Lucas and Theo Hernández 

Lucas and Theo Hernández are the sons of former Atlético Madrid player Jean-François Hernandez and both players came through the Atleti academy, emerging as two of the best defenders to come through the ranks in recent years. In 2017, though, Theo shocked Spanish football with a move across the capital to Real Madrid before he’d ever played a competitive fixture for Atleti’s senior side. Nowadays, he is one of the best Serie A stars playing for AC Milan. Lucas, meanwhile, established himself as one of European football’s best full-backs at Atleti, winning the Europa League in 2018 before moving to Bayern Munich in 2019.  

Diego and Hugo Maradona 

Most football fans know about Diego Maradona’s up and down spells in LaLiga, first with Barcelona and later with Sevilla. Yet his younger brother Hugo also spent time in Spain, playing for Rayo Vallecano between 1988 and 1990 while brother Diego was at Napoli. Hugo helped Rayo Vallecano earn promotion to LaLiga Santander in the 1988/89 season, scoring six goals along the way, before the team from Vallecas were relegated back down the very next season.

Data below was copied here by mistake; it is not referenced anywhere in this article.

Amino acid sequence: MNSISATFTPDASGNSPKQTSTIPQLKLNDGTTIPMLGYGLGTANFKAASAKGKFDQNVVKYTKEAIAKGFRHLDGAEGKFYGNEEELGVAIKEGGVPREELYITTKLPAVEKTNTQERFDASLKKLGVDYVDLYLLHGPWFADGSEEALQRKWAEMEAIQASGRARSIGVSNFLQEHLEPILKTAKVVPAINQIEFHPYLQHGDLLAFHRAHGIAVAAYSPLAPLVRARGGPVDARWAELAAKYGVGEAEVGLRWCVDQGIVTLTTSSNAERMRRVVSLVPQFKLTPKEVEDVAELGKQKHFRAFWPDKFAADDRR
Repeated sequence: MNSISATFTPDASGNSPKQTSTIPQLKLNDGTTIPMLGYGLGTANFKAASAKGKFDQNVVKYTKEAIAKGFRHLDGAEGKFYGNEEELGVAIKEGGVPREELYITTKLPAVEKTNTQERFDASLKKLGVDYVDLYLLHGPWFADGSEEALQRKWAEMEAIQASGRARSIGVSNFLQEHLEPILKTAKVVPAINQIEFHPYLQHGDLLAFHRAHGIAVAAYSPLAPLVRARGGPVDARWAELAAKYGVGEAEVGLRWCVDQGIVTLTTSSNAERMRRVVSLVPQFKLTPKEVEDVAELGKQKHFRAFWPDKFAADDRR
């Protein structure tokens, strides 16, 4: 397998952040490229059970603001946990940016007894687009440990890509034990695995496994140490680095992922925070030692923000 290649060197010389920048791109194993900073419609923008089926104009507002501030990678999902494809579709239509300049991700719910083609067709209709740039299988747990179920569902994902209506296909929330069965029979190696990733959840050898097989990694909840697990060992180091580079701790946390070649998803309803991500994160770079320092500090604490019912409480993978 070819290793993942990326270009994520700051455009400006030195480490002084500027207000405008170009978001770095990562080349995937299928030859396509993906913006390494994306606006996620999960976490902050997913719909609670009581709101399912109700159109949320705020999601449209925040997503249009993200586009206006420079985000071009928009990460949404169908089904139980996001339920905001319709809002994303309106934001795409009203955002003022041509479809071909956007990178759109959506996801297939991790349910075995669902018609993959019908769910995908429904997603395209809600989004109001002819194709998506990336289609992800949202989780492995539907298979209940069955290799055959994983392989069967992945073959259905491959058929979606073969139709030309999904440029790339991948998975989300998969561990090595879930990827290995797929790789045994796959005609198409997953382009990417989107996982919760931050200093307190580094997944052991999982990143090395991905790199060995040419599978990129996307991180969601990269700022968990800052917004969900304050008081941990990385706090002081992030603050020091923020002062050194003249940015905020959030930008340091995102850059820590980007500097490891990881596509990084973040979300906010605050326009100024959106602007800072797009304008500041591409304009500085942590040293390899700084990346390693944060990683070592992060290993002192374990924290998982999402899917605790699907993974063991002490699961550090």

Xabi and Mikel Alonso 

Mikel and Xabi Alonso were born to play football and they were born to play for Real Sociedad, the same club their father Periko Alonso played for and coached. Both midfielders, they came through the youth ranks at the same time despite the 18-month age gap between the two; younger brother Xabi was already on the pitch when Mikel made his debut for La Real against Real Valladolid in 2000/01. Mikel’s career never took off in the same way as Xabi’s did, with the younger brother going on to win domestic and European trophies with Liverpool, Real Madrid and Bayern Munich, as well as the World Cup and European Championships with Spain.  

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Europe League: The miracle behind Villarreal CF’s European dream

Editorial column by Marcos Senna a Villarreal CF player between 2002 and 2013 and won Euro 2008 with Spain. Now he works as director of institutional relations at Villarreal CF, a role he has held since 2016, and he is also a LaLiga Ambassador.